The cohesive nature of Since I Left You is another impressive and oddly unique features of the band, like these humorous samples. In an interview with Pitchfork, Dexter Fabay and Robbie Chater stated the album was initially slated as a concept album, detailing a love story of a man moving from country to country in search for the one he loves. The band’s combined record collection covered the territory, but it was a paper best left on paper and was eventually abandoned. Instead, the band want to create a party album that felt like one complete piece, where every song feels perfect only in its original form. The band’s meticulous nature may have caused them to lose their minds, considering it took three years to collect the album’s samples and a year-and-a-half to compose the album. Nonetheless, they composed a seamless album that is hard not to repeat after one listen.
This dedication really shines through when listening to Since I Left You on vinyl. Typically, I find it refreshing to listen to a record in two or four listening segments, depending if it is a one or two disc pressing, to fully process the songs on each side. The breaks that enter a listening space when the needle writes on the blank vinyl makes that inevitable, but I really wish it weren’t the case with Since I Left You. As soon as the needle is dropped on the first time, your ears feel as if they were exposed to audial ecstasy, and when a side ends, I feel forced to launch out of my chair and quickly flip the vinyl to make sure the good feeling doesn’t fade away. That alone gives the digital or CD version of the album do justice, even though the vinyl version projects the deepest electronic tones and orchestral arrangements with amazing clarity.
The vinyl release of Since I Left You is a controversial one, though. When The Avalanches were piecing together the album, most of the samples came to life by accident or in the moment. Not to mention, they carried a case of creator’s remorse and believed the album wouldn’t catch on to any widespread acclaim, so they barely kept track of the samples they used. To their surprise, the album was received as an instant classic and sparked production for an international release, forcing them to recollect all of the samples either by memory or searching through vinyl collections and unlabeled floppy discs. In the end, the band and their labels were able to clear most of the samples, but some were inevitably discarded.
The original vinyl pressing of Since I Left You, released by Modular Recordings in 2000, contains The Avalanches’ original composition of the album with all intended samples. When the album was given an international release, XL Recordings repressed the album but without some subtle samples here and there. These include the intro sketch of “Radio”, dialogue in “Diners Only”, string and flutes excerpts in “Little Journey”, “Summer Crane”, and “Extra Kinds”, and some of the masculine vocal samples on “Frontier Psychiatrist” (the span of lyrics starting with “Psychosomatic, that boy needs therapy”). While these samples don’t make or break the overall appeal of the album, dedicated fans of the album should keep an eye out on the Modular pressing to hear the album’s initial form on wax. To see the complete list of samples included on the XL Recordings pressing, click here.
Despite the overwhelming acclaim The Avalanches received from the press and their fans while supporting the album on tour, they paused production of new recorded material for sixteen years. While they made occasional live appearances, they never delivered word on when a follow up to Since I Left You would be released. Fans relentlessly uncovered live recordings, radio takeover sets, and other odds-and-ends recordings. All of them offer a completely unique interpretation of their sampling tastes. For example, Dexter Fabay, the band’s former turntablist, took over the boards at Triple J six months before the international release of Since I Left You and smashed together pieces of album along with a completely new library of samples, representing what probably what could have been on their debut album but just didn’t fit. Dig around for these recordings, if you’re interested- it reveals amazing context to how much thought and effort was put into the production of Since I Left You.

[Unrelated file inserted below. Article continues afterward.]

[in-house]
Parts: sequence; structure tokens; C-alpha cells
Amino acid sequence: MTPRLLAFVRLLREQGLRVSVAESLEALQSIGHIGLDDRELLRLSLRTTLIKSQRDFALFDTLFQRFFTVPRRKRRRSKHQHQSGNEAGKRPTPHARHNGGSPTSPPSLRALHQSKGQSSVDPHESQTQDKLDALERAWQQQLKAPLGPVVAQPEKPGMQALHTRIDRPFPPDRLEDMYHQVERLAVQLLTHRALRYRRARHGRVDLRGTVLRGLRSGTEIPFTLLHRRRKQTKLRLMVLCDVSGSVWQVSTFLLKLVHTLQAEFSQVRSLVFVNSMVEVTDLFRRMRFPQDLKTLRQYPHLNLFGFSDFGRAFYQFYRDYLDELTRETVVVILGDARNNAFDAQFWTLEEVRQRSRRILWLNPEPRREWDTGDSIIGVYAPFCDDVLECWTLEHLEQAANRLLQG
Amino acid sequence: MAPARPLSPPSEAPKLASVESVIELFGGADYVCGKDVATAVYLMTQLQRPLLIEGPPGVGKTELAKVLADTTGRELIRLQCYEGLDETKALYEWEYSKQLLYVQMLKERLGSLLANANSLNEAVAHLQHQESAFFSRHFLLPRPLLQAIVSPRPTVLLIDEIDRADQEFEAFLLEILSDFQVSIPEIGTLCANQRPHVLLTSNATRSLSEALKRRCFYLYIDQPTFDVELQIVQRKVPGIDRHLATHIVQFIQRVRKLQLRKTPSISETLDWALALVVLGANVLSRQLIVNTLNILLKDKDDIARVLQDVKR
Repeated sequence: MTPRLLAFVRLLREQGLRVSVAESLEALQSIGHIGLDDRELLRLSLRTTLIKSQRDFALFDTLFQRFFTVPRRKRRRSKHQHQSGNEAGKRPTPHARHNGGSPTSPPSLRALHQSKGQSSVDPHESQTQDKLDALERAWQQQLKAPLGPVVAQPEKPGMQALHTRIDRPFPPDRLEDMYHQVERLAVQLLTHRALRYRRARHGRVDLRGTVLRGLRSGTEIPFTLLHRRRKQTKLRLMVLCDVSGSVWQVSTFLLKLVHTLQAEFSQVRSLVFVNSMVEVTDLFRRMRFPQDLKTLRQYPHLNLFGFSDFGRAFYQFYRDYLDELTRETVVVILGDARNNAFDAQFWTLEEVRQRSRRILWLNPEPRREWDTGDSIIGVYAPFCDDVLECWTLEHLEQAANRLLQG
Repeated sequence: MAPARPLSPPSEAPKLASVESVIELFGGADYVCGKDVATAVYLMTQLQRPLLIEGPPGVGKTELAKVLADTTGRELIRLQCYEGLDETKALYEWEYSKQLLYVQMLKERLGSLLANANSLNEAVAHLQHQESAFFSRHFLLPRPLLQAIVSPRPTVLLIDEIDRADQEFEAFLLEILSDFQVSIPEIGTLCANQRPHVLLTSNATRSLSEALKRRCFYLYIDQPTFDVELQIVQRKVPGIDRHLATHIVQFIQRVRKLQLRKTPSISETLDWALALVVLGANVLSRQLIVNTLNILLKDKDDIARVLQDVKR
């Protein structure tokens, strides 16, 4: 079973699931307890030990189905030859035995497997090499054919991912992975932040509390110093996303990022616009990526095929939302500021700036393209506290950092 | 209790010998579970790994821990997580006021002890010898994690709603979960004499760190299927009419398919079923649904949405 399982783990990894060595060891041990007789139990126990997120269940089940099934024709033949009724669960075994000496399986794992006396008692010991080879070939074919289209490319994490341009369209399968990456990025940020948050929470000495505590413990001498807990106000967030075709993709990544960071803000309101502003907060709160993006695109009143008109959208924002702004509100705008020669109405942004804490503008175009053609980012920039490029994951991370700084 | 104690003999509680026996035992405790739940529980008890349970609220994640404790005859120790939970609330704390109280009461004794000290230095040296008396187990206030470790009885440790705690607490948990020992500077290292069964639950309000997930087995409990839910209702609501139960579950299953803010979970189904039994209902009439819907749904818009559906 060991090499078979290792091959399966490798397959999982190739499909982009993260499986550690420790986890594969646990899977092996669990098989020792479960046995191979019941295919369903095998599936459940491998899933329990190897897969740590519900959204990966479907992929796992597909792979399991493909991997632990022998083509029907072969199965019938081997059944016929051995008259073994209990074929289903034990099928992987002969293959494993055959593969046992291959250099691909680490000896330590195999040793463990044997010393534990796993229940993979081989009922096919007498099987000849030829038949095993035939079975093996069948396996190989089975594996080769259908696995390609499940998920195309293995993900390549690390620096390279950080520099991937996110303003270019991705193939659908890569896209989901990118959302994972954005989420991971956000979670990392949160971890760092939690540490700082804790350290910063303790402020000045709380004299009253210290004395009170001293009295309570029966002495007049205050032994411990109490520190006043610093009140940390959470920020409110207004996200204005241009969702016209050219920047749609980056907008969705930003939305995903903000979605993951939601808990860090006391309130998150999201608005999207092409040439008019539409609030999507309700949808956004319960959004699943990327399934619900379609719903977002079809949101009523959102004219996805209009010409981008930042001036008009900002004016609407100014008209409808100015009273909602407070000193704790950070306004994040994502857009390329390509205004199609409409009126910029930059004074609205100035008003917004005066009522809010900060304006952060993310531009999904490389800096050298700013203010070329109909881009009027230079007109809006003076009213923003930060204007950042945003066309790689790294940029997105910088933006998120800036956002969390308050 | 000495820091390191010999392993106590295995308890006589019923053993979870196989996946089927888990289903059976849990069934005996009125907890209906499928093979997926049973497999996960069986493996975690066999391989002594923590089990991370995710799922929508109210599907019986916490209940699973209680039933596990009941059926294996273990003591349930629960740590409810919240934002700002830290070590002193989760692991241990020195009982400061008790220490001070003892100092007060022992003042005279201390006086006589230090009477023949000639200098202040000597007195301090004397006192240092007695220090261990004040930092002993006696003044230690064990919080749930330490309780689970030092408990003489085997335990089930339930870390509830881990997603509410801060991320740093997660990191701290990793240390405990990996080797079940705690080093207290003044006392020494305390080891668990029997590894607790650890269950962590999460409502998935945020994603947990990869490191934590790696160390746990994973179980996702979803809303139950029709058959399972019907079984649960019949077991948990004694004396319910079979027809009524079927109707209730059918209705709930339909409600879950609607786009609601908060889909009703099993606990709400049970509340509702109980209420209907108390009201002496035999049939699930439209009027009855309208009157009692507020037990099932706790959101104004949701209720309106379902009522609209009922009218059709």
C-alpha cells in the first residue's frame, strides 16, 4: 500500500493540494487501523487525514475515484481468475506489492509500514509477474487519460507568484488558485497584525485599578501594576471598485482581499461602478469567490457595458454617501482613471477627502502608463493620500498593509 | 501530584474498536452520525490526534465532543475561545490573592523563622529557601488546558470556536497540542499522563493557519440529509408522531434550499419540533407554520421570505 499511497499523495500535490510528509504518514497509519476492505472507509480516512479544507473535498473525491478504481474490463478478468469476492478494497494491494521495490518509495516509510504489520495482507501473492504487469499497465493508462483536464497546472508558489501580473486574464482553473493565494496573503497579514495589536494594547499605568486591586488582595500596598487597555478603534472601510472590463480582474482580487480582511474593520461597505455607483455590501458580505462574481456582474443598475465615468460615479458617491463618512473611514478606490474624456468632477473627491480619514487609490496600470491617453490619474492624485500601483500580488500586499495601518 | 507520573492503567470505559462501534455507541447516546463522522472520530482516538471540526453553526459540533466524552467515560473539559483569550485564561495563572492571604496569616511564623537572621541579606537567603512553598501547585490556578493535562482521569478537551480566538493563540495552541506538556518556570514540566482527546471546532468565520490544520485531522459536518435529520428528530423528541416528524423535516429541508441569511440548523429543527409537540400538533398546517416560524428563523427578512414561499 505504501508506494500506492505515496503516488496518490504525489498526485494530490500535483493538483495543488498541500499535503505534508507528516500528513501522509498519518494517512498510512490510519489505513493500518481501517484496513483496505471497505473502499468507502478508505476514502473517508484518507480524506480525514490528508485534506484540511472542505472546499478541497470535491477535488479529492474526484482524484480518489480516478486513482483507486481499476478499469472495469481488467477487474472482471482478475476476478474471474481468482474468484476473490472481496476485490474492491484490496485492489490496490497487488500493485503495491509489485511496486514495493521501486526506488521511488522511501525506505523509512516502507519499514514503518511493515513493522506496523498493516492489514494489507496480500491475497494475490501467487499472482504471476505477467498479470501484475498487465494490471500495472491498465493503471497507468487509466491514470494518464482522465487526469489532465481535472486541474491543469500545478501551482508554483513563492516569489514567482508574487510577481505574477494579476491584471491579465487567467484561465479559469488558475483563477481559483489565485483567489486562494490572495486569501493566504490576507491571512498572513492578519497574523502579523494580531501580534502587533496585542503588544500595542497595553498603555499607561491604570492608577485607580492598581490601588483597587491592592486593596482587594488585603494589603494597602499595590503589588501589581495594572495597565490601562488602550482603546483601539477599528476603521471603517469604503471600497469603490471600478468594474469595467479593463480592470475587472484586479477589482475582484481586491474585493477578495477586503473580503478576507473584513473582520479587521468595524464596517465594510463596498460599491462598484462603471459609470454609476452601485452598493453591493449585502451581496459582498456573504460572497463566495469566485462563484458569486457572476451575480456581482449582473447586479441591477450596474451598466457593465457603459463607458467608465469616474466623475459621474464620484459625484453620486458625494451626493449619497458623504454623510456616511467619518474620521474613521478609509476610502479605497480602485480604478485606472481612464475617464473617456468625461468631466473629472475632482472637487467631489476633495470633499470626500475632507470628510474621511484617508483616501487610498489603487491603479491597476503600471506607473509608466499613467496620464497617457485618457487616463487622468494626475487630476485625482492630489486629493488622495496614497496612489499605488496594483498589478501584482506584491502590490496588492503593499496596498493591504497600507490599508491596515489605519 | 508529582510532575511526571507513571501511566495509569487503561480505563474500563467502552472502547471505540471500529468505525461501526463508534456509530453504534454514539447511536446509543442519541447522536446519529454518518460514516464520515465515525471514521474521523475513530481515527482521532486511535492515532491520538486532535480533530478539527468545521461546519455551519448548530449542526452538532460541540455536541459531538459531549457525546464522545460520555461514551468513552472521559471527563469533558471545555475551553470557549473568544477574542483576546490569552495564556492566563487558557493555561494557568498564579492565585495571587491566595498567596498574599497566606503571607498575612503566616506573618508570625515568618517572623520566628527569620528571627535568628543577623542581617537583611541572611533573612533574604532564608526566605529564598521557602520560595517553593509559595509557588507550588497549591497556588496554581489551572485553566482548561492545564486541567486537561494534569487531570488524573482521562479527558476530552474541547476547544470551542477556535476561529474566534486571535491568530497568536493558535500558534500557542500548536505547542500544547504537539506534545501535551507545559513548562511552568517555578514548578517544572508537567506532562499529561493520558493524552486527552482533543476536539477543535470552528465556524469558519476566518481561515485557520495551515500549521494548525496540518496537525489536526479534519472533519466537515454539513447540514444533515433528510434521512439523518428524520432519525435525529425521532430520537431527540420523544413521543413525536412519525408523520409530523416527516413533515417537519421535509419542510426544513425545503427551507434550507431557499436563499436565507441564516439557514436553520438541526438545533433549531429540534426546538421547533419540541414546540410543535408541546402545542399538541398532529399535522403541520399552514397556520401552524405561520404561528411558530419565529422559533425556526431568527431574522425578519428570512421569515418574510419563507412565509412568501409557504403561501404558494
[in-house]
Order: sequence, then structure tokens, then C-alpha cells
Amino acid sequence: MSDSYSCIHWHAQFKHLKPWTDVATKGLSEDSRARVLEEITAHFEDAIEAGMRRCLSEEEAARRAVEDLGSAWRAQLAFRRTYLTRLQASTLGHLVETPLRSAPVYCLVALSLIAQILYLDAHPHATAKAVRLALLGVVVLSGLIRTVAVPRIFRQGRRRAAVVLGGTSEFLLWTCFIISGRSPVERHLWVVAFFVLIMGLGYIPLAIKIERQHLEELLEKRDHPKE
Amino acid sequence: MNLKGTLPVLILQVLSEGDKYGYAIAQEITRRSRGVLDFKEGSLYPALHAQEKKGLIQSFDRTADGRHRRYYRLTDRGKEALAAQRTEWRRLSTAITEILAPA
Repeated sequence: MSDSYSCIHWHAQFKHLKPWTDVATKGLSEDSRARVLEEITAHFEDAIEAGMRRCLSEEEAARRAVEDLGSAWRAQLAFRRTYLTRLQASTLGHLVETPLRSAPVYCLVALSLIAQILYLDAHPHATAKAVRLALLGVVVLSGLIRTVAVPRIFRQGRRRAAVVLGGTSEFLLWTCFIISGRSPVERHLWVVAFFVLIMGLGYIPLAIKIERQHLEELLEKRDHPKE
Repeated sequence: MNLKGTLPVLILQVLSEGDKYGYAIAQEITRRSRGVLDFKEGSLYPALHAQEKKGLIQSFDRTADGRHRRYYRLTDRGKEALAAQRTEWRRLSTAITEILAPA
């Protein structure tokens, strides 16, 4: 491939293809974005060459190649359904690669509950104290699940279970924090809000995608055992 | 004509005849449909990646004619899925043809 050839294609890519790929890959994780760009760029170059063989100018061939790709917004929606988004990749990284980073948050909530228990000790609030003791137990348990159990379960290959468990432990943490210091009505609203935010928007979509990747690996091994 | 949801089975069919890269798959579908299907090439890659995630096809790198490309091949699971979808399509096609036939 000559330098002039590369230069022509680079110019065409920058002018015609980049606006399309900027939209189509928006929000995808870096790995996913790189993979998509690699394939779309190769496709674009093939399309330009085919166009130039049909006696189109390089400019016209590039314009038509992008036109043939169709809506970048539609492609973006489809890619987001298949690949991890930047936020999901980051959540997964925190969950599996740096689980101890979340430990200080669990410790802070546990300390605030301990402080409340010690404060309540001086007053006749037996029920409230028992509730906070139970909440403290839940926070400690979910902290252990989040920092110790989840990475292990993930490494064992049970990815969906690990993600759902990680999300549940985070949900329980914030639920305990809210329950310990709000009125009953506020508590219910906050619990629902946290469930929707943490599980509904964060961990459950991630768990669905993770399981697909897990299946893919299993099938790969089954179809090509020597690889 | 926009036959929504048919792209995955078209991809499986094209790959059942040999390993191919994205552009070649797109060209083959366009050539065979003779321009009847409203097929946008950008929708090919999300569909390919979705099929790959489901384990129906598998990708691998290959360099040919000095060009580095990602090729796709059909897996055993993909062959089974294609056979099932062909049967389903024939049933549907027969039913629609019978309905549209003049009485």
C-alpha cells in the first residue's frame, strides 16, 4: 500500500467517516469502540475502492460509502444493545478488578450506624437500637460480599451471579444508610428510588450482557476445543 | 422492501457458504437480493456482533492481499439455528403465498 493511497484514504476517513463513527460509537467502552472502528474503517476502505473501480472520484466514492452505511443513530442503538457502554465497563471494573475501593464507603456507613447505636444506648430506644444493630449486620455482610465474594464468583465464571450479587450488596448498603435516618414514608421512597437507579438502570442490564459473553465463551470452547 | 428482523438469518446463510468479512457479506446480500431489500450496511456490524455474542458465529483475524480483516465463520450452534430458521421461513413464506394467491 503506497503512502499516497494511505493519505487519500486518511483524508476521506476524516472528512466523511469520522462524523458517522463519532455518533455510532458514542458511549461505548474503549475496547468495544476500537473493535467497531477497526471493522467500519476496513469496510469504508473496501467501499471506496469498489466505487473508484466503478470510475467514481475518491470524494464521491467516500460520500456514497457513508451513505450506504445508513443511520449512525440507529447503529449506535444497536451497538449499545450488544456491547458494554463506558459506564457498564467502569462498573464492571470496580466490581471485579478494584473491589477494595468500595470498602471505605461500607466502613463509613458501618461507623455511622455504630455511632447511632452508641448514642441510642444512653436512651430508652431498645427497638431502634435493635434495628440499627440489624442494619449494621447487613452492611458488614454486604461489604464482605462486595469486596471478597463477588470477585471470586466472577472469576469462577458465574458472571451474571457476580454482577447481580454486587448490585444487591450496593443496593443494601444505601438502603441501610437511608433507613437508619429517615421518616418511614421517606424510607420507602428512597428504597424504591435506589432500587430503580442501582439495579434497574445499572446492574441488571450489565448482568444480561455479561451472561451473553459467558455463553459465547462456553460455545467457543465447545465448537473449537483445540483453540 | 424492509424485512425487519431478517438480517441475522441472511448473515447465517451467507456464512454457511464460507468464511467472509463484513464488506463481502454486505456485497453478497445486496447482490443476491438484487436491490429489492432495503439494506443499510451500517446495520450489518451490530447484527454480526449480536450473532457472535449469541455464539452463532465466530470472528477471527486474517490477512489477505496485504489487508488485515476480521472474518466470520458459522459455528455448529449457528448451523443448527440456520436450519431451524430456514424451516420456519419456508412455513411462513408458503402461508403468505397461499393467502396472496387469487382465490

Australian artists Astral People, Jonti, and Rainbow Chan took it another step further it composed a complete live rendition of Since I Left You to be played by a 17-piece band at the Sydney Opera House in 2013. The show was only performed a handful of times and was endorsed by The Avalanches — they even added to the performance by providing many of the vocal samples used on the album. After watching videos of the performance, it’s evident how addicting and fulfilling the album really is — the band members are jumping up and down and elevated with joy. While it is basically impossible to recreate every subtle moment on the album, they successfully proved why Since I Left You is a modern classic that stands the test of time all these years later.
Last week, The Avalanches finally resurrected their legacy with their first single in sixteen years, “Frankie Sinatra”. The track is a major success in matching what is popular in hip hop today as well as creating a broad and kooky instrumental beat that only they can make. Their sophomore album, Wildflower, will finally be released on July 8th, 2016. The band said, “it’s so fucking party, you will die”, and their label stated, “they’ve made the record of their lives, basically,” so prepare yourself for another musical adventure that will change your perspective on electronic music once again. We may never know what The Avalanches have been up to all of this time, but if it’s in any way similar to what Arthur’s partner in crime says at the end of the “Since I Left You” music video, I’m sure they had a damn good time.